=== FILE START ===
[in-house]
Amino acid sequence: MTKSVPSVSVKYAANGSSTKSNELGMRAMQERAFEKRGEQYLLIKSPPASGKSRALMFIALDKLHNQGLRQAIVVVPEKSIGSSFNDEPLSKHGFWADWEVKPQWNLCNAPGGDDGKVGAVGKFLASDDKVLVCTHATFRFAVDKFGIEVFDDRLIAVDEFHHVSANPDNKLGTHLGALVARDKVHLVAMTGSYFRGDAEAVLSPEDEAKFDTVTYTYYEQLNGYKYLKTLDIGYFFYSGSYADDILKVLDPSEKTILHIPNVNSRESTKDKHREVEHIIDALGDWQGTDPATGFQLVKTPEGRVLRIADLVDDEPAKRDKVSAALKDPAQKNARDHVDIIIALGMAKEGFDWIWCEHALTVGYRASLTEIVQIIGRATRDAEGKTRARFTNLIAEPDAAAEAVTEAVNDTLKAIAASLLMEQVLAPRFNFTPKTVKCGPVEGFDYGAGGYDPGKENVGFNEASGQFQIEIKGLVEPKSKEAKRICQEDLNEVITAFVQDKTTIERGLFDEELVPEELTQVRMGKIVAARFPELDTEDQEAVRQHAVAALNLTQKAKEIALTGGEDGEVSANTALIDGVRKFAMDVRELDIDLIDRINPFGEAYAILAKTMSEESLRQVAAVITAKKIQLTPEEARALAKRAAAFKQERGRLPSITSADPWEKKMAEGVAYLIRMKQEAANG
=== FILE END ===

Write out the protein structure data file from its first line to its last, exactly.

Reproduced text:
[in-house]
Amino acid sequence: MTKSVPSVSVKYAANGSSTKSNELGMRAMQERAFEKRGEQYLLIKSPPASGKSRALMFIALDKLHNQGLRQAIVVVPEKSIGSSFNDEPLSKHGFWADWEVKPQWNLCNAPGGDDGKVGAVGKFLASDDKVLVCTHATFRFAVDKFGIEVFDDRLIAVDEFHHVSANPDNKLGTHLGALVARDKVHLVAMTGSYFRGDAEAVLSPEDEAKFDTVTYTYYEQLNGYKYLKTLDIGYFFYSGSYADDILKVLDPSEKTILHIPNVNSRESTKDKHREVEHIIDALGDWQGTDPATGFQLVKTPEGRVLRIADLVDDEPAKRDKVSAALKDPAQKNARDHVDIIIALGMAKEGFDWIWCEHALTVGYRASLTEIVQIIGRATRDAEGKTRARFTNLIAEPDAAAEAVTEAVNDTLKAIAASLLMEQVLAPRFNFTPKTVKCGPVEGFDYGAGGYDPGKENVGFNEASGQFQIEIKGLVEPKSKEAKRICQEDLNEVITAFVQDKTTIERGLFDEELVPEELTQVRMGKIVAARFPELDTEDQEAVRQHAVAALNLTQKAKEIALTGGEDGEVSANTALIDGVRKFAMDVRELDIDLIDRINPFGEAYAILAKTMSEESLRQVAAVITAKKIQLTPEEARALAKRAAAFKQERGRLPSITSADPWEKKMAEGVAYLIRMKQEAANG